With GitHub Acquisition, Microsoft Moves Fully into the Open Source Community
The rumors have been swirling for a couple days and now the ink has been signed, Microsoft is acquiring GitHub; an online code repository company that is popular collaboration tool.
GitHub is used by a significant number of companies and represents a way for Microsoft to remain at the focal point of the developer conversation. Microsoft offers a wide variety of tools to help developers build applications and with the acquisition of GitHub, the company now owns the most popular online tool for creating, sharing, and documenting projects.
Passwords Haven’t Disappeared Yet
123456. Qwerty. Iloveyou. No, these are not exercises for people who are brand new to typing. Shockingly, they are among the most common passwords that end users choose in 2021. Research has found that the average business user must manually type out, or copy/paste, the credentials to 154 websites per month. We repeatedly got one question that surprised us: “Why would I ever trust a third party with control of my network?
Microsoft is paying $7.5 billion for the company and Nat Friedman, former CEO of Xamarin (acquired by Microsoft in 2016), will take over as CEO.
Additionally, GitHub is also a social network for developers and it serves as a way for a user to easily show off their portfolio of apps and services that they have created and the projects where they have contributed code. Seeing as Microsoft also owns LinkedIn, the company now has a complete social platform for both its business and developer audiences.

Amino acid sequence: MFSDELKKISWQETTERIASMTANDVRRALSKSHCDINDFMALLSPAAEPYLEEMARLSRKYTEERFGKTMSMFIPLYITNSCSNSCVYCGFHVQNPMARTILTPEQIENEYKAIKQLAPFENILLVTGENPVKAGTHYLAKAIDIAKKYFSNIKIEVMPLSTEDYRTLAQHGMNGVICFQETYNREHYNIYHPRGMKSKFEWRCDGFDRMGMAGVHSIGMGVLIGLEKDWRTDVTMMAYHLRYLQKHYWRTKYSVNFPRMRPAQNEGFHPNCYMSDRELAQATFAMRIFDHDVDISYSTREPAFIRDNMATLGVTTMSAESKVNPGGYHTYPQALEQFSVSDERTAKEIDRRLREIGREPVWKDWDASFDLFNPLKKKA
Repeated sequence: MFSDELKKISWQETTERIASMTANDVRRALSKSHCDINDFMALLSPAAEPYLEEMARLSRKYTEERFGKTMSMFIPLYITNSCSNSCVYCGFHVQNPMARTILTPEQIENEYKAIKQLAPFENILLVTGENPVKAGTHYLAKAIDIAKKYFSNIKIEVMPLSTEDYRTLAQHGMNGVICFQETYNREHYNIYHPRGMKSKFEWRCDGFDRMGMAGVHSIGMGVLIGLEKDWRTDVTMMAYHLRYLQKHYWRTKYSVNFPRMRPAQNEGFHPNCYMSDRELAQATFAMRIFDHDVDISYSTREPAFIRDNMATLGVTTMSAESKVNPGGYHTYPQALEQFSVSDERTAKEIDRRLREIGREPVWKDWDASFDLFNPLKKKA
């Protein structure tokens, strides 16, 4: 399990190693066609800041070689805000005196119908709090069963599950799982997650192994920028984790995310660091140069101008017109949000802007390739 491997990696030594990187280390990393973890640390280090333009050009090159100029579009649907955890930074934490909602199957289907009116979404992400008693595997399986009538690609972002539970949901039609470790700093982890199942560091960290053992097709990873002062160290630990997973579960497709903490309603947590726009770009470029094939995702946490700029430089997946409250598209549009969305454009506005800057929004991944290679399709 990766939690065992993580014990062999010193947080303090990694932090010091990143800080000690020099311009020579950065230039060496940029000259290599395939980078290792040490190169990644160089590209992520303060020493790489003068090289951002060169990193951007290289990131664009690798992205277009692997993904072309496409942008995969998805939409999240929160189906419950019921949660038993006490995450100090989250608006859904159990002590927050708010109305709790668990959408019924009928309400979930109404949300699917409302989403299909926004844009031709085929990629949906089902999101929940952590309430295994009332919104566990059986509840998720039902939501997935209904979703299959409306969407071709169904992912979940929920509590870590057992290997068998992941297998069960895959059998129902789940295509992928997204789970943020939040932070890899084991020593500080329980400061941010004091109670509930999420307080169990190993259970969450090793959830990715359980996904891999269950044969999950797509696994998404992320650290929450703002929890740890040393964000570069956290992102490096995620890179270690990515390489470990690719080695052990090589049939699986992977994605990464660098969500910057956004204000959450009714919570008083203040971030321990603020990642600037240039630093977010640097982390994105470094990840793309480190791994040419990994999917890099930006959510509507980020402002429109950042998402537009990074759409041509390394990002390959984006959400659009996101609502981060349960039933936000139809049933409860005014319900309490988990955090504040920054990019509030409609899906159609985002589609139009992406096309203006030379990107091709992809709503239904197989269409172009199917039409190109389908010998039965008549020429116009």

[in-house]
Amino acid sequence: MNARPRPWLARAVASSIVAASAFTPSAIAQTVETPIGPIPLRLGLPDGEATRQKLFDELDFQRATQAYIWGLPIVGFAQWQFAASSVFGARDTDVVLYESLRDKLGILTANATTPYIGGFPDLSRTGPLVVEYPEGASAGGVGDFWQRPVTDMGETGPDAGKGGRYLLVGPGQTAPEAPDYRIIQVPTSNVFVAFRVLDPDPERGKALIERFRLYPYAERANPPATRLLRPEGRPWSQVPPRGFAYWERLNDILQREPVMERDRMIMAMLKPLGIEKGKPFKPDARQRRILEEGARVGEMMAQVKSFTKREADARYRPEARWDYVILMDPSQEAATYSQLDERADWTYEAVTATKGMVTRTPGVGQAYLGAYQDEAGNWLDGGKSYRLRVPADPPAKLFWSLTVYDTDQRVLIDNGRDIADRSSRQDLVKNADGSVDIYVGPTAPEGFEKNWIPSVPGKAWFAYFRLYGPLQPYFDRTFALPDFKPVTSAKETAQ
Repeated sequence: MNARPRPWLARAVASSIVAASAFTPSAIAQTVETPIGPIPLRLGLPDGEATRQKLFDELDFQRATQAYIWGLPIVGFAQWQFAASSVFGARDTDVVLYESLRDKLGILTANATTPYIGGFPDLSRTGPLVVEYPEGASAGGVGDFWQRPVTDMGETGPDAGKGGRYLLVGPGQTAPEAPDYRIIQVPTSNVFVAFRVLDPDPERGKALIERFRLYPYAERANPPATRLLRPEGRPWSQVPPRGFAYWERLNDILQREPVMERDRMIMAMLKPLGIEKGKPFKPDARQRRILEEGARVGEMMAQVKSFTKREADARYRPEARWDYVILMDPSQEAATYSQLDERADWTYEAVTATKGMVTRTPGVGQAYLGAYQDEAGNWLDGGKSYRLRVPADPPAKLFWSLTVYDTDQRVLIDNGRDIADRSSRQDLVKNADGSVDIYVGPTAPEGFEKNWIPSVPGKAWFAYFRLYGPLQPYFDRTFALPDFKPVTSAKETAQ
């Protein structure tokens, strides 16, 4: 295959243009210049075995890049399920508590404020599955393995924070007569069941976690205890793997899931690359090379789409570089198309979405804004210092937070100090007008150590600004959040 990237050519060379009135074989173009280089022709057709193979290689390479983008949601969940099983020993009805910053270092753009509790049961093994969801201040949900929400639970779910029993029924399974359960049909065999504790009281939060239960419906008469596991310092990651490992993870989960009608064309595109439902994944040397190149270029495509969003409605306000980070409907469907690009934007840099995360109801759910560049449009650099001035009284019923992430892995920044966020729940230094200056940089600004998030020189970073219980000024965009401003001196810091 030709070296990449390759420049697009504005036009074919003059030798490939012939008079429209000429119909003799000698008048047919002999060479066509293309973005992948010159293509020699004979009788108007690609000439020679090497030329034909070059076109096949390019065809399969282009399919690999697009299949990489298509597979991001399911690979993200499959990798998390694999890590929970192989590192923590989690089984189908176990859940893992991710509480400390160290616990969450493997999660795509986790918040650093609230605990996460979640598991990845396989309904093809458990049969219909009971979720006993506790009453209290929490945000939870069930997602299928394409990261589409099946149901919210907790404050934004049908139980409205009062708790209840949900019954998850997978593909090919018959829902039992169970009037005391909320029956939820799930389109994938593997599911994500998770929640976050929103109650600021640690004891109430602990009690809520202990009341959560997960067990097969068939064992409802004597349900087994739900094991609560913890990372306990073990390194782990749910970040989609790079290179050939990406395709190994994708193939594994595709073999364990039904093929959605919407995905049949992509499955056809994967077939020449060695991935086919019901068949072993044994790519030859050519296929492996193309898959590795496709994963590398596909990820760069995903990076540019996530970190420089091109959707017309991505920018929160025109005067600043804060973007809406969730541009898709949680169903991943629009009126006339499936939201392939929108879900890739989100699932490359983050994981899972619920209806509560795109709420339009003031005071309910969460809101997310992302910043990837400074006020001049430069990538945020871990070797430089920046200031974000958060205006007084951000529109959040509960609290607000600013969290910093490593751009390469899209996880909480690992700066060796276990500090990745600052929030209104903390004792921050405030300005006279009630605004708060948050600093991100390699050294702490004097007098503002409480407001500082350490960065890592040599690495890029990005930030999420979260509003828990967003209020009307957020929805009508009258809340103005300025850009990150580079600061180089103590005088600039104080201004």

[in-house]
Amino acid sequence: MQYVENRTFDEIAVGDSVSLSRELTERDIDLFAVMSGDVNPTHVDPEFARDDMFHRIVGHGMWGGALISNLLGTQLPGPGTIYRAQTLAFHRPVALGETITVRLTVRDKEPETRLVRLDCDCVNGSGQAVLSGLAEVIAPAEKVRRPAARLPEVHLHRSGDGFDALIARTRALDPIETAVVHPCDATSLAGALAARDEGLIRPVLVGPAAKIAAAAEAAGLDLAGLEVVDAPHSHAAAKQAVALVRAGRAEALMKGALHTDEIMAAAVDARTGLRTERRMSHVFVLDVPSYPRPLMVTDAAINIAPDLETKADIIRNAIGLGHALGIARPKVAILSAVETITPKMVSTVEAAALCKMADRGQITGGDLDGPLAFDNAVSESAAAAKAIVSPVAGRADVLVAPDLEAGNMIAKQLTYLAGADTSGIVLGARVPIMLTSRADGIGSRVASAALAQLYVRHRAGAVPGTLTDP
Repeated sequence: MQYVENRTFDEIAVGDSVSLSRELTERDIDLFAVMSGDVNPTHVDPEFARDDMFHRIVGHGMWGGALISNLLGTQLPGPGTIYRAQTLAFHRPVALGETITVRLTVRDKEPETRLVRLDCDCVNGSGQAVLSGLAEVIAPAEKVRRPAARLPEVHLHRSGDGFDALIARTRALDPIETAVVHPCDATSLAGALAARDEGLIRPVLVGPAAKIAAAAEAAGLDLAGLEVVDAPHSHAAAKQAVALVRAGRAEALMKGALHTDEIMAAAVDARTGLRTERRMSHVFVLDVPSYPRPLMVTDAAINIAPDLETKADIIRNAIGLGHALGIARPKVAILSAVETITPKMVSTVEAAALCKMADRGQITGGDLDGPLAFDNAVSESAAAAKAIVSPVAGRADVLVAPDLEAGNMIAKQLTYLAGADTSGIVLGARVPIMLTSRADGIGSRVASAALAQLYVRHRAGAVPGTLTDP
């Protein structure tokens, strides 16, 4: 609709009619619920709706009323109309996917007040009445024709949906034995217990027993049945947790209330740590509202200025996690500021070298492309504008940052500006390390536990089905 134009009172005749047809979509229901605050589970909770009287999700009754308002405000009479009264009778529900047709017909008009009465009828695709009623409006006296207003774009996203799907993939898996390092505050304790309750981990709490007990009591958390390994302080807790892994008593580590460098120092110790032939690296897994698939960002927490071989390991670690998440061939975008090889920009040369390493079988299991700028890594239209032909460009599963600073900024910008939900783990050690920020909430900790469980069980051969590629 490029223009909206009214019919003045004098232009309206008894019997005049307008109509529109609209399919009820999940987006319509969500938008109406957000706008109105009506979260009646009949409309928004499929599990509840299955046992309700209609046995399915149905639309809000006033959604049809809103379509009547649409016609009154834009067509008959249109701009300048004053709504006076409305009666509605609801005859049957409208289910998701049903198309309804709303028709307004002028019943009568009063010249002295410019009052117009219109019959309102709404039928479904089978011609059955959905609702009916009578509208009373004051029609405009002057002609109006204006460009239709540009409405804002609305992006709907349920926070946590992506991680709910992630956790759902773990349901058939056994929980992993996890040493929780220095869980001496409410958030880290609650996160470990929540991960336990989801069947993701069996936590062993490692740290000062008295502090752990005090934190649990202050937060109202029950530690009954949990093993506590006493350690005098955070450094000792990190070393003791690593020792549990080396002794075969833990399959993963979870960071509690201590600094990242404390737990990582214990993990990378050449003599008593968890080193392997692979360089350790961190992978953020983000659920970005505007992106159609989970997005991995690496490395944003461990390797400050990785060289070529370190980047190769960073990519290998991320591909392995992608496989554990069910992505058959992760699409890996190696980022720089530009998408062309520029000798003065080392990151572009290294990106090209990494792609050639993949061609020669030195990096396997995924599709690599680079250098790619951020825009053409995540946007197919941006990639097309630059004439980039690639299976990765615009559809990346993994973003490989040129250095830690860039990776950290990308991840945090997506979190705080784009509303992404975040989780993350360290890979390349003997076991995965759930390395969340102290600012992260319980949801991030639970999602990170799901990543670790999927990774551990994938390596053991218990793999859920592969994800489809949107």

The online tools is one of the primary embodiments of the open source community. Even though Microsoft, many years ago, shunned this type of development, the company has fully embraced this model under Satya Nadella.
Github’s business model is to charge users per month to host their code and projects on the platform. Seeing as it is a private company, we don’t know what the balance sheet looks like but Bloomberg noted that in 2016 it was burning cash quickly. But, this Software as a Service model fits perfectly into how Microsoft operates and they will be able to bundle GitHub services with other developer tools that they sell.
When it comes to using GitHub, Microsoft is one of the top contributors to the platform and this acquisition will only accelerate their usage. Interestingly, Google, Facebook, and many others use the tool and I wonder if their usage will decline now that the platform is an independent entity.
The key to this acquisition will be GitHub remaining as a central hub for developers. While the platform has enjoyed success and a private company, now that it is in the hands of Microsoft, the company will have to move forward carefully to not upset the users of the platform and more importantly, the companies who are paying to use the service for their projects.